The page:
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The AAPG/Datapages Combined Publications Database

AAPG Bulletin


Volume: 69 (1985)

Issue: 2. (February)

First Page: 306

Last Page: 306

Title: Lockhart Crossing Field: New Wilcox Trend in Southeastern Louisiana : ABSTRACT

Author(s): Gregory A. Self, S. Q. Breard, Howard P. Rael, Jeffrey A. Stein, Martin O. Traugott, William D. Easom

Article Type: Meeting abstract


A 1982 Wilcox oil discovery in southeastern Louisiana constituted one of the more significant onshore United States discoveries for the year and illuminated a new oil trend. Prior to this discovery, Lockhart Crossing field was known for its gas and condensate production from Cretaceous lower Tuscaloosa sandstones at depths of 17,000-18,000 ft (5,200-5,500 m). Oil production from sandstones of the lower Eocene of the uppermost Wilcox Group was recently established at 10,000 ft (3,000 m) with successful completion (630 BOPD), of the Callon 1 Reed Erickson. To date, 30 producers and 5 dry holes have been drilled in the field, with production peaking at 10,000 BOPD and recoverable reserves of 15-20 million bbl of oil after secondary recovery.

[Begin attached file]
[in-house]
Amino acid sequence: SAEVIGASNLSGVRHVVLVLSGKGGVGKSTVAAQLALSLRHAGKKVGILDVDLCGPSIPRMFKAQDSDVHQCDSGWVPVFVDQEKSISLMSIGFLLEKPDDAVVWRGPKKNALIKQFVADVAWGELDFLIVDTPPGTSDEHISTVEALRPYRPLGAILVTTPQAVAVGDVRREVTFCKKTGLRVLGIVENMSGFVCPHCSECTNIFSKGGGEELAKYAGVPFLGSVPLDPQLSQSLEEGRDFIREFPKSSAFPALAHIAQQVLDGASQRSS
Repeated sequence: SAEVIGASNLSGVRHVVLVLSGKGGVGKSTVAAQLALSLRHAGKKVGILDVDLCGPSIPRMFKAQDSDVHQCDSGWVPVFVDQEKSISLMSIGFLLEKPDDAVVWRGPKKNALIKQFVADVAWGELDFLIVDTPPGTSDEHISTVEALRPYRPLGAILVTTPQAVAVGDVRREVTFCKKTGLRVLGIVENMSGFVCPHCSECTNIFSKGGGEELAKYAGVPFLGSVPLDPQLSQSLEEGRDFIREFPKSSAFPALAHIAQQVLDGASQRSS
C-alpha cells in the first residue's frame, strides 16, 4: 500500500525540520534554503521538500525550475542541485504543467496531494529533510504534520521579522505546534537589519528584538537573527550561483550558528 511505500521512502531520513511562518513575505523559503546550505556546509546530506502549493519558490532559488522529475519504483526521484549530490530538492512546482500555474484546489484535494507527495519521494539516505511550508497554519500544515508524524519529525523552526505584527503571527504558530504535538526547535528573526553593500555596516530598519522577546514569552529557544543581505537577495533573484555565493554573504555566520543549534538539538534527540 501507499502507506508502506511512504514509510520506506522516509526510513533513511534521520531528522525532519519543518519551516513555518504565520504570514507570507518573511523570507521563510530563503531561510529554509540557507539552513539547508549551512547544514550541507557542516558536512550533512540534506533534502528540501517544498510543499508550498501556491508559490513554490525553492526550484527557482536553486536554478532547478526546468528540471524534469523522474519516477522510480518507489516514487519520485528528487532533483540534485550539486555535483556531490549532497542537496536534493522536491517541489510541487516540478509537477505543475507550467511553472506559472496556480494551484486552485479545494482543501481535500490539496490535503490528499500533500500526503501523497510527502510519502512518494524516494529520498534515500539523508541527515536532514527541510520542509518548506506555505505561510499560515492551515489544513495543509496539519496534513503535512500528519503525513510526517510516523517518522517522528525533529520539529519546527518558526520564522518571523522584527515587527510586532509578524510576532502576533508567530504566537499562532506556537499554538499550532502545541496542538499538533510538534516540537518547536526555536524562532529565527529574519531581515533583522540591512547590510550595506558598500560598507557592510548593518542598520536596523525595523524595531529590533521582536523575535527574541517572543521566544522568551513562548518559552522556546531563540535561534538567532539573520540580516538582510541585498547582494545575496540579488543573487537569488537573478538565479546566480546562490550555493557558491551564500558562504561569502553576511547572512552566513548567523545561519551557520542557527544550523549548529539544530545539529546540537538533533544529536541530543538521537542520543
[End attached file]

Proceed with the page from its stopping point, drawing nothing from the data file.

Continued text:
The main field reservoir is a 40-80 ft (12-24 m) marine sandstone with two distinct facies present. The most dominant of these two facies is a coarsening-upward sequence of very fine to fine-grained glauconitic sand deposited as a nearshore bar. The second is a tidal channel facies with a fining-upward sequence of medium to very fine grained sand. The spatial relationship of these two facies defines a progradational sequence of tidal channels overstepping and eroding into existing nearshore bars. The primary trapping mechanism, however, is structural in the form of a rollover anticline.

In April 1983, Callon and Amoco extended the trend southeast with the discovery of Livingston field. Chances are good that this new trend will yield additional discoveries with continued exploration.

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Copyright 1997 American Association of Petroleum Geologists